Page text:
Purveyor of Bollocks to the Crowned Heads of Europe
Saturday, 28 May 2016
There is a rather hopeless dealer at our Saturday flea-market who I will probably visit today. Occasionally he has something I want, but he has usually paid too much for it himself, so has to sell it for more money than I am willing to pay.
He was complaining a couple of weeks ago that he keeps changing his stock to stuff which he thinks people will want, but then it sits there all day without selling. He just, as he admits, cannot predict what will sell and what will not. I feel the same way about these blog posts.
The main trouble is that he doesn't really know what he is doing - I know the feeling also. I took him an 18th century wine-glass a while ago and he bought it for £50. This was a dead certainty for him, as we both knew he could sell it for about £150, which he did a couple of days later. He pretends that he knows about antique glass, but it is obvious to anyone who knows a little more than him that he does not.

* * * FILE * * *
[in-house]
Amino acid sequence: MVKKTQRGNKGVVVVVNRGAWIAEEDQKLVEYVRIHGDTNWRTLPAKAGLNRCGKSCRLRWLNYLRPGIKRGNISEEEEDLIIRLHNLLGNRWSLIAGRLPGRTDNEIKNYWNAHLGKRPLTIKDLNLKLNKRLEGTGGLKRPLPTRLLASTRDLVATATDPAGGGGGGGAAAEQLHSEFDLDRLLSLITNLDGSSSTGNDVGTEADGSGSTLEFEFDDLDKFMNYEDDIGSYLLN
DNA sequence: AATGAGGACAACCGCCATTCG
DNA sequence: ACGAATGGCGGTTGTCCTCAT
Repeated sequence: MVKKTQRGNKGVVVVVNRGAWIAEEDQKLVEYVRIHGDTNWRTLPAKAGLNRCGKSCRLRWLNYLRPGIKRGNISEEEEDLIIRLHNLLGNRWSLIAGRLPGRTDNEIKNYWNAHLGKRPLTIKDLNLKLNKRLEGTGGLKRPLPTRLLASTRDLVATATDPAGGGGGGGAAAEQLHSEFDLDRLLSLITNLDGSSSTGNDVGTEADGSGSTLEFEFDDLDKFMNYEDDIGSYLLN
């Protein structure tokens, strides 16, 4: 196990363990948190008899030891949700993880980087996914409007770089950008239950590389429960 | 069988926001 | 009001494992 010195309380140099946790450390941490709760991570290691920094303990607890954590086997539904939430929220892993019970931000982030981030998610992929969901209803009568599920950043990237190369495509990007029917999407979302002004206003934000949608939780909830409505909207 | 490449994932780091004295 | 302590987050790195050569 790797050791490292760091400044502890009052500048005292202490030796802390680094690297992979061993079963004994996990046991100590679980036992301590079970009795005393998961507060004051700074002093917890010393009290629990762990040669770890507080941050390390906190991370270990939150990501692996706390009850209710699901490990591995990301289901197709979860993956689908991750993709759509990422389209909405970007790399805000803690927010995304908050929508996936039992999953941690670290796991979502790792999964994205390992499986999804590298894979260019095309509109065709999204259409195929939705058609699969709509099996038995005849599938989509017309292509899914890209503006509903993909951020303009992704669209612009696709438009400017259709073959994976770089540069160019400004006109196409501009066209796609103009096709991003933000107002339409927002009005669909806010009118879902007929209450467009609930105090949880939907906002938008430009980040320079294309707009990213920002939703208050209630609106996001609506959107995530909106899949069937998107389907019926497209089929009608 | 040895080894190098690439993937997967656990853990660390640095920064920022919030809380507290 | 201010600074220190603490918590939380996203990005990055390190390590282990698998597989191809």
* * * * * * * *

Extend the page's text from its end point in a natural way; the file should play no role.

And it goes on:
If there is one thing that I hate about charity shops, it is when one of the volunteers puts a printed-out eBay description of an identical item which the shop is selling, and quotes the asking price - not even the sale result - as its true value.
There is a pair of candlesticks which I intend to buy on eBay, and so far they have not attracted much bidding, which is fine by me. A few days ago, someone put up a series of really crappy photos of a single candlestick of the same design. The main photo was on its side - he did not even bother to flip it - and all of the rest were so blurred that you really could not see what was going on.
The pictures were not so blurred that you could not tell that the stick was battered, filthy and covered in old wax though, and the description was appallingly written, ending with the encouraging, 'Go on! Dip your bread!'
I took an immediate dislike to this seller, but was still prepared to bid up to about £40 for this single item. It sold for £80.
Selling things is an art which does not seem to have any particular formula. Some people just can naturally, others cannot. Having said that, I suspect a bit of foul play was going on with this single stick. I hope it backfired on him and he ended up buying his own goods back.